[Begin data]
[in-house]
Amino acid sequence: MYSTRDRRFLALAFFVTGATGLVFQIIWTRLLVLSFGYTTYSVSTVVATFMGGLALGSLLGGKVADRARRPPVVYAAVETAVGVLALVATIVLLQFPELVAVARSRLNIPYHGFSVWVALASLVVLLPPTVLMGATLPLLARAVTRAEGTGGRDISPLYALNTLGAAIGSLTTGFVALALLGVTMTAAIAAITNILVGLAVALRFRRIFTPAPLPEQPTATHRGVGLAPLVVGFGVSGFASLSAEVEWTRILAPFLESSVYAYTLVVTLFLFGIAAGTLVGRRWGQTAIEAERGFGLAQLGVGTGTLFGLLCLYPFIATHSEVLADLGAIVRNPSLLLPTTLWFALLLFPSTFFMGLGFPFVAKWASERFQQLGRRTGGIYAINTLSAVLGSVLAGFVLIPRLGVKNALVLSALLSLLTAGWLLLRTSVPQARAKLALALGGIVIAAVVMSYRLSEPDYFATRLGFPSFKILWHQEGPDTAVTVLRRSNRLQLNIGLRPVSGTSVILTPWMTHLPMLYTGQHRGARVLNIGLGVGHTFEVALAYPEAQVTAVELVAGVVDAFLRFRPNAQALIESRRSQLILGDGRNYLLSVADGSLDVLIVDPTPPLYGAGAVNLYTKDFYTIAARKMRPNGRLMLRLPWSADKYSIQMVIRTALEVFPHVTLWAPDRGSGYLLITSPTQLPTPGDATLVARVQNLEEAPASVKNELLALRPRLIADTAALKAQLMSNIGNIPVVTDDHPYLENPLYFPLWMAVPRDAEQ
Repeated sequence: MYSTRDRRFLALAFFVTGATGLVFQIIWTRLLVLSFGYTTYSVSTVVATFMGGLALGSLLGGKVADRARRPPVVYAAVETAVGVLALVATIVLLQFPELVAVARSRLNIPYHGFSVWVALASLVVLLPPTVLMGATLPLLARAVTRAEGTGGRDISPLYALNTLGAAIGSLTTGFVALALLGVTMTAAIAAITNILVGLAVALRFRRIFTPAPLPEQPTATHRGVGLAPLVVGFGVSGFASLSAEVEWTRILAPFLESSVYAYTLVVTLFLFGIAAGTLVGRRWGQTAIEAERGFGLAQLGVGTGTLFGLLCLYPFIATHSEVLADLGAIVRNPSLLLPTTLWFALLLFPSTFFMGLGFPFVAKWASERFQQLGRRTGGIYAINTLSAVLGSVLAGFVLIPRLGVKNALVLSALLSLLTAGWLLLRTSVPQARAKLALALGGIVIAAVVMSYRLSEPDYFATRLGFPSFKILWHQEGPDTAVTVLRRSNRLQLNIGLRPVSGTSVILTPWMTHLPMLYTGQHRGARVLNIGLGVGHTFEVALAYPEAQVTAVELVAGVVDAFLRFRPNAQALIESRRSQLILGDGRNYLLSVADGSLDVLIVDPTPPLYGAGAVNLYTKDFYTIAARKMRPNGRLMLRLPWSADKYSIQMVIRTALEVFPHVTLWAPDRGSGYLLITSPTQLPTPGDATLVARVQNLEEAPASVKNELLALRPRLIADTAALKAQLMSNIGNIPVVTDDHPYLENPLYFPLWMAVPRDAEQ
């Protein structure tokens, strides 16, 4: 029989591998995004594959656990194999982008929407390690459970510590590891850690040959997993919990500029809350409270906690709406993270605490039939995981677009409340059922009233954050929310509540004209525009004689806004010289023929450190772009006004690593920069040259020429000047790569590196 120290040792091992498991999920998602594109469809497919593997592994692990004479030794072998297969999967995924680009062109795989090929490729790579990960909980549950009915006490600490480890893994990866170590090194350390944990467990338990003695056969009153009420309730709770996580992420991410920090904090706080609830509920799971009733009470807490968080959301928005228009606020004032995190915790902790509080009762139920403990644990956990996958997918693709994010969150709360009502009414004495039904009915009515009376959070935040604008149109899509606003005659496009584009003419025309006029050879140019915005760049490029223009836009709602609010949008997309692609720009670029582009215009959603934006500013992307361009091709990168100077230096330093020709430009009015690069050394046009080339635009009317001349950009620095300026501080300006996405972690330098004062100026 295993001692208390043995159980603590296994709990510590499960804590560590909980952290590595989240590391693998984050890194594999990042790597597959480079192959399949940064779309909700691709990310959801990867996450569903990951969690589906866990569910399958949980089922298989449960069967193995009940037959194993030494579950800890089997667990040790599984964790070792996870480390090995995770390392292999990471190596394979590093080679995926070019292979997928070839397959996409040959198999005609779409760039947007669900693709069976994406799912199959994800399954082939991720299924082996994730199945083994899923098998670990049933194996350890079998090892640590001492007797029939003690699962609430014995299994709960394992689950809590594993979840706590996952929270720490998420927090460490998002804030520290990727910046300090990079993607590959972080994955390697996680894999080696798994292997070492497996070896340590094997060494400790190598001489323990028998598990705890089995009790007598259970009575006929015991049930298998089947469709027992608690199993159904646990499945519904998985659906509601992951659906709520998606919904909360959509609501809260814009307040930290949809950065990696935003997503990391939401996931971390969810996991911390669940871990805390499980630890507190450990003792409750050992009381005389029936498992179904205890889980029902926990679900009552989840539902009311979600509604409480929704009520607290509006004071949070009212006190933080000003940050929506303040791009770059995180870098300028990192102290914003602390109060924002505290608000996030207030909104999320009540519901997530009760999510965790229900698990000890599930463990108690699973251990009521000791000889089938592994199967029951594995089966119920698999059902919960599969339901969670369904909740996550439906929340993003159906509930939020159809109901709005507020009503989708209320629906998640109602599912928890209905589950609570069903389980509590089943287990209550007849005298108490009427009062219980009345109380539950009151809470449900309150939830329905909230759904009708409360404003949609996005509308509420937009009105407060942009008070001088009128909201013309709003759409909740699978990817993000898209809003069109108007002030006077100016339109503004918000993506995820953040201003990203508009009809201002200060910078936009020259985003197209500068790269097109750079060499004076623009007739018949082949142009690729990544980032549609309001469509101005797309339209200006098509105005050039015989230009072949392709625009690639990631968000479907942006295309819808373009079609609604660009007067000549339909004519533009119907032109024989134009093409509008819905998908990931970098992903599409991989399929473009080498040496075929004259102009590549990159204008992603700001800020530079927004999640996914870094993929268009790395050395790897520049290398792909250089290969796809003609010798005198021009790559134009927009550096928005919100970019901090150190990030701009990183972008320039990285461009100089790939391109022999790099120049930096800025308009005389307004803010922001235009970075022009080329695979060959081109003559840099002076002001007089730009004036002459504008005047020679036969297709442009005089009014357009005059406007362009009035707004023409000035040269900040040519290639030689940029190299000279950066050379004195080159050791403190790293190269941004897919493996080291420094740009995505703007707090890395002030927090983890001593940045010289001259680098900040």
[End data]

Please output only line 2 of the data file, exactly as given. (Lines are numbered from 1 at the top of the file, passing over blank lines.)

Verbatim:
Amino acid sequence: MYSTRDRRFLALAFFVTGATGLVFQIIWTRLLVLSFGYTTYSVSTVVATFMGGLALGSLLGGKVADRARRPPVVYAAVETAVGVLALVATIVLLQFPELVAVARSRLNIPYHGFSVWVALASLVVLLPPTVLMGATLPLLARAVTRAEGTGGRDISPLYALNTLGAAIGSLTTGFVALALLGVTMTAAIAAITNILVGLAVALRFRRIFTPAPLPEQPTATHRGVGLAPLVVGFGVSGFASLSAEVEWTRILAPFLESSVYAYTLVVTLFLFGIAAGTLVGRRWGQTAIEAERGFGLAQLGVGTGTLFGLLCLYPFIATHSEVLADLGAIVRNPSLLLPTTLWFALLLFPSTFFMGLGFPFVAKWASERFQQLGRRTGGIYAINTLSAVLGSVLAGFVLIPRLGVKNALVLSALLSLLTAGWLLLRTSVPQARAKLALALGGIVIAAVVMSYRLSEPDYFATRLGFPSFKILWHQEGPDTAVTVLRRSNRLQLNIGLRPVSGTSVILTPWMTHLPMLYTGQHRGARVLNIGLGVGHTFEVALAYPEAQVTAVELVAGVVDAFLRFRPNAQALIESRRSQLILGDGRNYLLSVADGSLDVLIVDPTPPLYGAGAVNLYTKDFYTIAARKMRPNGRLMLRLPWSADKYSIQMVIRTALEVFPHVTLWAPDRGSGYLLITSPTQLPTPGDATLVARVQNLEEAPASVKNELLALRPRLIADTAALKAQLMSNIGNIPVVTDDHPYLENPLYFPLWMAVPRDAEQ